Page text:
Why Joey Wentz’s curveball could be a ‘weapon’ and launch his rise with Detroit Tigers

Detroit Free Press

LAKELAND, Fla. — In the Arizona Fall League, Detroit Tigers left-hander Joey Wentz increased his curveball usage. He wasn’t prioritizing the breaking ball, but the games dictated his pitch mix, and he sounded thankful for the low-pressure opportunity to throw it in games.

“I felt comfortable with it,” he said in November.

Four months later, Wentz is prioritizing his curveball in spring training. If the 25-year-old is going to be the best version of himself — and emerge as a consistently reliable starting pitcher in the big leagues — he needs that pitch.

“If I can land spin, it’ll help my fastball,” Wentz said Tuesday, after tossing two innings in his first game. “I think it’s a good pitch in and of itself, and you just got to land it. In the past, for me, that’s been hard to do, but I’ve been working on it and feel like I’ve been doing a pretty good job.”

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In 2022, Wentz threw 55.2% four-seam fastballs, 21.8% cutters, 13.5% changeups and 9.4% curveballs. Opponents failed to create damage against his cutter, which generated a 38.9% swing-and-miss rate.

His fastball averaged 92.4 mph.

“He’s got a couple things to work on, namely landing his secondary pitches in the zone,” Tigers manager A.J. Hinch said. “If you look at the numbers, they just don’t do damage against him, and that will make his fastball even better.”

He posted a 3.03 ERA with 13 walks and 27 strikeouts in 32⅔ innings across seven starts last season. His best work came at the end of the season, a 1.73 ERA over five starts, in his return from a shoulder injury. Adjusting where he stands on the mound improved the command of all his pitches.

Wentz added 12 scoreless innings in the Fall League.

He then spent his offseason perfecting his curveball while training near Kansas City in Prairie Village, Kansas, though he didn’t tweak his grip or mechanics. Before spring training, pitching coach Chris Fetter and assistant pitching coach Robin Lund emphasized the potential for his breaking ball.

“I’m throwing it more in catch (play) and throwing it more in bullpens,” Wentz said. “It’s been more at the front of my mind. … I knew it needed to be a better pitch for me as a starter. I think it can be a weapon.”

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On Tuesday, Wentz faced the Toronto Blue Jays and completed two innings on 36 pitches. He threw 36% four-seamers, 31% cutters, 28% curveballs and 6% changeups, a significantly different mix compared to last season. The curveball looked sharper.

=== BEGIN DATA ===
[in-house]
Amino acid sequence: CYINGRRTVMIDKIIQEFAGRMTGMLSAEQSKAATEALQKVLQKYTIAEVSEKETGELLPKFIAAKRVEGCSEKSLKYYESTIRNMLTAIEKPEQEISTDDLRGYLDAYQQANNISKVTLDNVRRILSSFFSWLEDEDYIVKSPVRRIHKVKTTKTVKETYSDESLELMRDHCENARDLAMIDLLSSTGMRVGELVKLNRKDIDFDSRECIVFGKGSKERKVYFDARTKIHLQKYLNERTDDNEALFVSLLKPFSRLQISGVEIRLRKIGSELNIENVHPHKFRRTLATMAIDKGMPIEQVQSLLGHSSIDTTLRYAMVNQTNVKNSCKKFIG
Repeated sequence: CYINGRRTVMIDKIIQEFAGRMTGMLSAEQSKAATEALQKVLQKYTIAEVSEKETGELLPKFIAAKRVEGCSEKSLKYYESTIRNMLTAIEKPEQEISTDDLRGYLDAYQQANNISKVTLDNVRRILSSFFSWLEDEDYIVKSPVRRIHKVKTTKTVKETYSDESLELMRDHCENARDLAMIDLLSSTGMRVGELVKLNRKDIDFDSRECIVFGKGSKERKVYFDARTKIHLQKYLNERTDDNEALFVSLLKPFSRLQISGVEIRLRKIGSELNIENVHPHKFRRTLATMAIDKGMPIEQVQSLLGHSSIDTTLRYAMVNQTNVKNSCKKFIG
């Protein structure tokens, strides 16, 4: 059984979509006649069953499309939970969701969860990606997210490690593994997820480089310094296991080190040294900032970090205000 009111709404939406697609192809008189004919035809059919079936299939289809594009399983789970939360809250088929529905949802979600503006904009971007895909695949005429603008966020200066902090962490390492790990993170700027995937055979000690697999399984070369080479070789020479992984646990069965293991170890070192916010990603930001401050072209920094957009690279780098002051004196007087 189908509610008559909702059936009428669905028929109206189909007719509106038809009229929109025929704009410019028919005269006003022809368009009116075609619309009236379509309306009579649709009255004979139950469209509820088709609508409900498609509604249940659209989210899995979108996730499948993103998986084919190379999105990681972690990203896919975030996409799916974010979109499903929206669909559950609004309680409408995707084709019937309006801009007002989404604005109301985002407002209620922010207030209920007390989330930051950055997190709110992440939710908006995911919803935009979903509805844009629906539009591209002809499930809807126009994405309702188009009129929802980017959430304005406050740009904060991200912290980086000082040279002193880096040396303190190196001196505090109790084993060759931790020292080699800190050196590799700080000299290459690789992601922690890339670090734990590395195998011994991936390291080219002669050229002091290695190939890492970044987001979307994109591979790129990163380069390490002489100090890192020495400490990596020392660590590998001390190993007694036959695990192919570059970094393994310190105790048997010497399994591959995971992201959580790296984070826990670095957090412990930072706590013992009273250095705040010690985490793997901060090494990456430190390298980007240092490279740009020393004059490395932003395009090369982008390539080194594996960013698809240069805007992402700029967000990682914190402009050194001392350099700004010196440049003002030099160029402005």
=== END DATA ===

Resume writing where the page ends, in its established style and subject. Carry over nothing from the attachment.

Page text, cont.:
His 10 curveballs generated one swing-and-miss and three called strikes. Both of his strikeouts came from the curve in the second inning, as Danny Jansen struck out on a foul tip and Cam Eden struck out looking. The pitches were located inside the strike zone.

“I’m trying to use that more this year,” Wentz said. “I thought I had good results with it, and I thought I threw some good ones in there. There will be a focus on landing it for strikes. But yeah, it felt good.”

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Hinch and president of baseball operations Scott Harris met with Wentz at the beginning of camp to discuss his status entering the 2023 campaign. He could begin the regular season as either a reliever in Detroit or a starter in Triple-A Toledo.

The Tigers already have five starting pitchers in Eduardo Rodriguez, Matthew Boyd, Michael Lorenzen, Spencer Turnbull and Matt Manning. Only if one of them suffers an injury will Wentz enter the rotation.

“We’re open to any role,” Hinch said. “I think his future is as a starter, and so does the organization, but short term, I think anything can happen. He does some things that are really good.”

For now, Wentz isn’t thinking too much about what happens next.

“If I do well, I think I’m fully capable of contributing,” he said. “I try not to get lost in figuring out where I fit or where I don’t fit.”

Contact Evan Petzold at epetzold@freepress.com or follow him on Twitter @EvanPetzold.

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